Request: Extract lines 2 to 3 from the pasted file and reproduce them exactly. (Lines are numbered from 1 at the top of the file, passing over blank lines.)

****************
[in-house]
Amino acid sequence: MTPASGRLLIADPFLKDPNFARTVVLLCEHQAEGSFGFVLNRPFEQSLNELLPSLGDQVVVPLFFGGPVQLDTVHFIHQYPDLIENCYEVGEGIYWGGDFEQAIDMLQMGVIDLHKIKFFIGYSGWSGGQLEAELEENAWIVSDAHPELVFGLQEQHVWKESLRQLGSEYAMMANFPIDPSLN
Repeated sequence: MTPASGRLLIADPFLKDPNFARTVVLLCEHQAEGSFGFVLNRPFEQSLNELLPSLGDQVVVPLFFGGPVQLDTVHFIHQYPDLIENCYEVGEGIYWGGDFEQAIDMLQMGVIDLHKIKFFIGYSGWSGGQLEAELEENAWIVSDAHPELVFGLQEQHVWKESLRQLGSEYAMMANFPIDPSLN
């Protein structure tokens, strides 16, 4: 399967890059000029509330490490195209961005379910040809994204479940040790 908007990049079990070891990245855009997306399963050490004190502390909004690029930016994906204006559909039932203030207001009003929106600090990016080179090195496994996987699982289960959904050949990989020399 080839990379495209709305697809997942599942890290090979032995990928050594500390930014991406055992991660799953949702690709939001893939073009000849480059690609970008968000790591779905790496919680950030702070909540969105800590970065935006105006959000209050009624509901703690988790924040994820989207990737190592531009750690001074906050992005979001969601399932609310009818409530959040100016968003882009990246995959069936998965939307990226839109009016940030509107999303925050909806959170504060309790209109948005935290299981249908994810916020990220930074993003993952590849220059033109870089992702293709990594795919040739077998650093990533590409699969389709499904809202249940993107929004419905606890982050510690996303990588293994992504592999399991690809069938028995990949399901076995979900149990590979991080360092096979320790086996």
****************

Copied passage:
Amino acid sequence: MTPASGRLLIADPFLKDPNFARTVVLLCEHQAEGSFGFVLNRPFEQSLNELLPSLGDQVVVPLFFGGPVQLDTVHFIHQYPDLIENCYEVGEGIYWGGDFEQAIDMLQMGVIDLHKIKFFIGYSGWSGGQLEAELEENAWIVSDAHPELVFGLQEQHVWKESLRQLGSEYAMMANFPIDPSLN
Repeated sequence: MTPASGRLLIADPFLKDPNFARTVVLLCEHQAEGSFGFVLNRPFEQSLNELLPSLGDQVVVPLFFGGPVQLDTVHFIHQYPDLIENCYEVGEGIYWGGDFEQAIDMLQMGVIDLHKIKFFIGYSGWSGGQLEAELEENAWIVSDAHPELVFGLQEQHVWKESLRQLGSEYAMMANFPIDPSLN